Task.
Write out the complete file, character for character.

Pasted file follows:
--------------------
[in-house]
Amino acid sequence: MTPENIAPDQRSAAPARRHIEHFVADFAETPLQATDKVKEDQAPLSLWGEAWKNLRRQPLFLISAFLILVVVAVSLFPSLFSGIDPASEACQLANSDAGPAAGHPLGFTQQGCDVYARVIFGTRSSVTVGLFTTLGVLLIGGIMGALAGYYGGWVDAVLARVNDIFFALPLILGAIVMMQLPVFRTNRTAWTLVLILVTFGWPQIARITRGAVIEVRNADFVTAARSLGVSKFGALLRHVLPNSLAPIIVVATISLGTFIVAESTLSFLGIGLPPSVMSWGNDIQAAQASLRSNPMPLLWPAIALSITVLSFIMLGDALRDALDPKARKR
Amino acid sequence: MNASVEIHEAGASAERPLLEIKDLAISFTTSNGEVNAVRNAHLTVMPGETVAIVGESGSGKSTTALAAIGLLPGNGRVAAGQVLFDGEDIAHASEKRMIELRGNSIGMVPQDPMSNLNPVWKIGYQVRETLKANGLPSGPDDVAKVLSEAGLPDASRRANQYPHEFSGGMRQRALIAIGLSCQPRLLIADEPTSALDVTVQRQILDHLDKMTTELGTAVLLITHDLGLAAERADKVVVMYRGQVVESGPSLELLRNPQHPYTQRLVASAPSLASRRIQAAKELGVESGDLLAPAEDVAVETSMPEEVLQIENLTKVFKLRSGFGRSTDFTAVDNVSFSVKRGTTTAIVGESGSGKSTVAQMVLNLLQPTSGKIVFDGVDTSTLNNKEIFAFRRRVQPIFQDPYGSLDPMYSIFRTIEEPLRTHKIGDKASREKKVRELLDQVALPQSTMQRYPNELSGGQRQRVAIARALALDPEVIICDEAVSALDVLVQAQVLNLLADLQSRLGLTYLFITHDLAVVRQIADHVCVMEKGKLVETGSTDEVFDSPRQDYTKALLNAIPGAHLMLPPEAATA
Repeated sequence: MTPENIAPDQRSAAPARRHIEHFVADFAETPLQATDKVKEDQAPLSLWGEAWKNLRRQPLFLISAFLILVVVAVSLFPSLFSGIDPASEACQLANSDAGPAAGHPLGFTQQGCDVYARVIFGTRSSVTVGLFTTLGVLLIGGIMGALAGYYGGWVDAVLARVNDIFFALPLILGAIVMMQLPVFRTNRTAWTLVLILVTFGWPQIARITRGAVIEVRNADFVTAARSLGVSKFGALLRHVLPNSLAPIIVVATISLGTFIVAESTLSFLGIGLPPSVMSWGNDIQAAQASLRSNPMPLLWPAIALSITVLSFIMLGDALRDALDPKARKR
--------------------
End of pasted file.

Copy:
[in-house]
Amino acid sequence: MTPENIAPDQRSAAPARRHIEHFVADFAETPLQATDKVKEDQAPLSLWGEAWKNLRRQPLFLISAFLILVVVAVSLFPSLFSGIDPASEACQLANSDAGPAAGHPLGFTQQGCDVYARVIFGTRSSVTVGLFTTLGVLLIGGIMGALAGYYGGWVDAVLARVNDIFFALPLILGAIVMMQLPVFRTNRTAWTLVLILVTFGWPQIARITRGAVIEVRNADFVTAARSLGVSKFGALLRHVLPNSLAPIIVVATISLGTFIVAESTLSFLGIGLPPSVMSWGNDIQAAQASLRSNPMPLLWPAIALSITVLSFIMLGDALRDALDPKARKR
Amino acid sequence: MNASVEIHEAGASAERPLLEIKDLAISFTTSNGEVNAVRNAHLTVMPGETVAIVGESGSGKSTTALAAIGLLPGNGRVAAGQVLFDGEDIAHASEKRMIELRGNSIGMVPQDPMSNLNPVWKIGYQVRETLKANGLPSGPDDVAKVLSEAGLPDASRRANQYPHEFSGGMRQRALIAIGLSCQPRLLIADEPTSALDVTVQRQILDHLDKMTTELGTAVLLITHDLGLAAERADKVVVMYRGQVVESGPSLELLRNPQHPYTQRLVASAPSLASRRIQAAKELGVESGDLLAPAEDVAVETSMPEEVLQIENLTKVFKLRSGFGRSTDFTAVDNVSFSVKRGTTTAIVGESGSGKSTVAQMVLNLLQPTSGKIVFDGVDTSTLNNKEIFAFRRRVQPIFQDPYGSLDPMYSIFRTIEEPLRTHKIGDKASREKKVRELLDQVALPQSTMQRYPNELSGGQRQRVAIARALALDPEVIICDEAVSALDVLVQAQVLNLLADLQSRLGLTYLFITHDLAVVRQIADHVCVMEKGKLVETGSTDEVFDSPRQDYTKALLNAIPGAHLMLPPEAATA
Repeated sequence: MTPENIAPDQRSAAPARRHIEHFVADFAETPLQATDKVKEDQAPLSLWGEAWKNLRRQPLFLISAFLILVVVAVSLFPSLFSGIDPASEACQLANSDAGPAAGHPLGFTQQGCDVYARVIFGTRSSVTVGLFTTLGVLLIGGIMGALAGYYGGWVDAVLARVNDIFFALPLILGAIVMMQLPVFRTNRTAWTLVLILVTFGWPQIARITRGAVIEVRNADFVTAARSLGVSKFGALLRHVLPNSLAPIIVVATISLGTFIVAESTLSFLGIGLPPSVMSWGNDIQAAQASLRSNPMPLLWPAIALSITVLSFIMLGDALRDALDPKARKR